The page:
An Iranian female dubbed "Blue Girl" on social media has died a week after setting herself on fire outside a court when she learned she may have to serve a six-month sentence for trying to enter a stadium.
The 29-year-old, named as Sahar Khodayari, was arrested for trying to sneak into watch her favourite men's team, Esteghlal, play.
Sahar was pretending to be a man and wore a blue hairpiece and a long overcoat when the police stopped her.
She then spent three nights in jail before being released pending the court case.
She earned the moniker for images which showed her dressed in blue, with blue face paint, mirroring the team's colours.
The semi-official Shafaghna news agency reported on Tuesday that she died at a Tehran hospital.
Sahar's picture at a game has been shared extensively across social media and #Blue_girl and #bluegirl have been trending.
She set herself on fire last week, reportedly after learning she may have to go to prison for trying to enter a stadium in March.
According to Radio Farda, the Iranian branch of the US government-funded Radio Free Europe/Radio Liberty service, Sahar reported to the prosecutor's office on September 1 and was told that she could be jailed for six months.
At that point, the poured petrol on herself and set herself on fire, suffering 90 per cent burns to her body. She had been on life-support since.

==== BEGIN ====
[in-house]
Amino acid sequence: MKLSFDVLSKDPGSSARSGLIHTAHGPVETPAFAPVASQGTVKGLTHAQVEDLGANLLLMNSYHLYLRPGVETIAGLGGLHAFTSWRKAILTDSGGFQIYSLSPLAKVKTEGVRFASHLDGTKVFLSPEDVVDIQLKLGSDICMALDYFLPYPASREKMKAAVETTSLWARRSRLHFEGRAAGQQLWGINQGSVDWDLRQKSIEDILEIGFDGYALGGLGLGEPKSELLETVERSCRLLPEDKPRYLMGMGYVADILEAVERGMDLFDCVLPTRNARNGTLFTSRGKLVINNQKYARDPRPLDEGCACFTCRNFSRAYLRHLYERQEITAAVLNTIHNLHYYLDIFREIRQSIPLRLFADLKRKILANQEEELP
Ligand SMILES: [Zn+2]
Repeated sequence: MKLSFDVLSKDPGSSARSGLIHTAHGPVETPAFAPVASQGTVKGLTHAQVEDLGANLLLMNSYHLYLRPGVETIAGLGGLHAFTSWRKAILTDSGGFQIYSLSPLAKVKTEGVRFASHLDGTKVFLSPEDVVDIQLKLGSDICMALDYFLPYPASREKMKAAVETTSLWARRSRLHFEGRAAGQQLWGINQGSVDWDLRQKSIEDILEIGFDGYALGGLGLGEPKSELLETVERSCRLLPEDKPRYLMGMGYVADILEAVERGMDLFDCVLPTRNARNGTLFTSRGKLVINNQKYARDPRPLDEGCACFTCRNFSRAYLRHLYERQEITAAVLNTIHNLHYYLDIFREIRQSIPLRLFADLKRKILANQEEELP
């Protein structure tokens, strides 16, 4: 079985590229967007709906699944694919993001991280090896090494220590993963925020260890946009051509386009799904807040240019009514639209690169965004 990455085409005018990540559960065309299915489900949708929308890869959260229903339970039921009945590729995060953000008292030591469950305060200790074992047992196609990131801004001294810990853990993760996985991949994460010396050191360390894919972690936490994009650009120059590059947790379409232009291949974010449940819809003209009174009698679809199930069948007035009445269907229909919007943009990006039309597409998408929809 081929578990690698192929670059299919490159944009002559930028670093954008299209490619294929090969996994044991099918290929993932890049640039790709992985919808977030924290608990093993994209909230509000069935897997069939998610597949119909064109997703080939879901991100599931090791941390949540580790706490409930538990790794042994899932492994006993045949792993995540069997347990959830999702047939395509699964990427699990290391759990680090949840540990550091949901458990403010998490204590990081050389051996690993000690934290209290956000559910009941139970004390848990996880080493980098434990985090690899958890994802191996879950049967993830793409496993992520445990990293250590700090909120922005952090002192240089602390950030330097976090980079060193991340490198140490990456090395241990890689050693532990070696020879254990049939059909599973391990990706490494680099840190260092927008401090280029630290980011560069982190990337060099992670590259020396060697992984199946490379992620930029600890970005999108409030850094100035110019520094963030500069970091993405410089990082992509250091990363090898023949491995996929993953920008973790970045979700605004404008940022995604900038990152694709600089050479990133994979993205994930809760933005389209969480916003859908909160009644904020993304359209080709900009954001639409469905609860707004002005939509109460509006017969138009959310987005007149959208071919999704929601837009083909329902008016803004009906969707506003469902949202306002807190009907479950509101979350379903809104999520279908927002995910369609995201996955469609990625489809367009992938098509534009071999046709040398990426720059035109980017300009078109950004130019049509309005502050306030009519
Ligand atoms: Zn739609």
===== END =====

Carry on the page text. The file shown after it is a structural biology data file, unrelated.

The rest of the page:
Amnesty International said Iran was the only country in the world to stop and punish women for entering stadiums.
"What happened to Sahar Khodayari is heart-breaking and exposes the impact of the Iranian authorities' appalling contempt for women's rights in the country," said Philip Luther, Amnesty's Middle East and North Africa research and advocacy director.
Esteghlal issued a statement, offering condolences to Khodayari's family
Masoud Shojaei, captain of the Iran national football side, was widely quoted last week as saying in a live Instagram post: "As we are shocked by old limitations set for women, the future generations will be astonished to [find out] that women were banned from entering sports arenas in our time."
Shojaei added: "The origin of such limitations is the rotten and disgusting thinking of the past, and will be incomprehensible for the next generation."
Her death comes as world football governing body FIFA is working with Iranian authorities to overcome the ban on women entering stadiums for men's games, in place since the country's 1979 Islamic Revolution.
Many users on social media are calling for action - including potentially barring the Iran national side from playing.
FIFA wants the issue resolved before October 10 when Iran - the top-ranked team in Asia - hosts its first home World Cup qualifier against Cambodia.
FIFA said it was "aware of that tragedy and deeply regret it".
In a statement, it said: "FIFA convey our condolences to the family and friends of Sahar and reiterate our calls on the Iranian authorities to ensure the freedom and safety of any women engaged in this legitimate fight to end the stadium ban for women in Iran."